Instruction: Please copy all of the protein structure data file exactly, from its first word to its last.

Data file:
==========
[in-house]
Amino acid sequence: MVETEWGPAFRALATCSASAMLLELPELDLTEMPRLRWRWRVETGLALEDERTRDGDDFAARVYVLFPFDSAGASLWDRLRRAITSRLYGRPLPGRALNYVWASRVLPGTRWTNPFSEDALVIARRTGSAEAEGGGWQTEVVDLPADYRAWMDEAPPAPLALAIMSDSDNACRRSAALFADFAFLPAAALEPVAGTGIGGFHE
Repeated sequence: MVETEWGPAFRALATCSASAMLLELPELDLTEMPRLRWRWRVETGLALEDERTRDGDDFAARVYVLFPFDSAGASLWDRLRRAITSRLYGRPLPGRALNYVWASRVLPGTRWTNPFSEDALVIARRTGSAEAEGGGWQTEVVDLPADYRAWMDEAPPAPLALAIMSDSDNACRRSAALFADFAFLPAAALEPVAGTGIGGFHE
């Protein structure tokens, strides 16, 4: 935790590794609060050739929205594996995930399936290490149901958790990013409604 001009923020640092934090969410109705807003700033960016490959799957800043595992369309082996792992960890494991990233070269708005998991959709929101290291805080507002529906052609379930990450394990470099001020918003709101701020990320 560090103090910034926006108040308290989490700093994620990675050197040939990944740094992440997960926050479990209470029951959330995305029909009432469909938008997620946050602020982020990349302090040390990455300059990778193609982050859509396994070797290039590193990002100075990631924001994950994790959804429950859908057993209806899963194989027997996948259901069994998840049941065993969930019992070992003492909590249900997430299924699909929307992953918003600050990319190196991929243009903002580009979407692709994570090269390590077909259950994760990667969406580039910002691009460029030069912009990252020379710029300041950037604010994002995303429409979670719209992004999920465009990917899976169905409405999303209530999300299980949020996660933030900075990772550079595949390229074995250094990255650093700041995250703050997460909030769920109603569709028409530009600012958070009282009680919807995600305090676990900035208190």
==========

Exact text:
[in-house]
Amino acid sequence: MVETEWGPAFRALATCSASAMLLELPELDLTEMPRLRWRWRVETGLALEDERTRDGDDFAARVYVLFPFDSAGASLWDRLRRAITSRLYGRPLPGRALNYVWASRVLPGTRWTNPFSEDALVIARRTGSAEAEGGGWQTEVVDLPADYRAWMDEAPPAPLALAIMSDSDNACRRSAALFADFAFLPAAALEPVAGTGIGGFHE
Repeated sequence: MVETEWGPAFRALATCSASAMLLELPELDLTEMPRLRWRWRVETGLALEDERTRDGDDFAARVYVLFPFDSAGASLWDRLRRAITSRLYGRPLPGRALNYVWASRVLPGTRWTNPFSEDALVIARRTGSAEAEGGGWQTEVVDLPADYRAWMDEAPPAPLALAIMSDSDNACRRSAALFADFAFLPAAALEPVAGTGIGGFHE
């Protein structure tokens, strides 16, 4: 935790590794609060050739929205594996995930399936290490149901958790990013409604 001009923020640092934090969410109705807003700033960016490959799957800043595992369309082996792992960890494991990233070269708005998991959709929101290291805080507002529906052609379930990450394990470099001020918003709101701020990320 560090103090910034926006108040308290989490700093994620990675050197040939990944740094992440997960926050479990209470029951959330995305029909009432469909938008997620946050602020982020990349302090040390990455300059990778193609982050859509396994070797290039590193990002100075990631924001994950994790959804429950859908057993209806899963194989027997996948259901069994998840049941065993969930019992070992003492909590249900997430299924699909929307992953918003600050990319190196991929243009903002580009979407692709994570090269390590077909259950994760990667969406580039910002691009460029030069912009990252020379710029300041950037604010994002995303429409979670719209992004999920465009990917899976169905409405999303209530999300299980949020996660933030900075990772550079595949390229074995250094990255650093700041995250703050997460909030769920109603569709028409530009600012958070009282009680919807995600305090676990900035208190």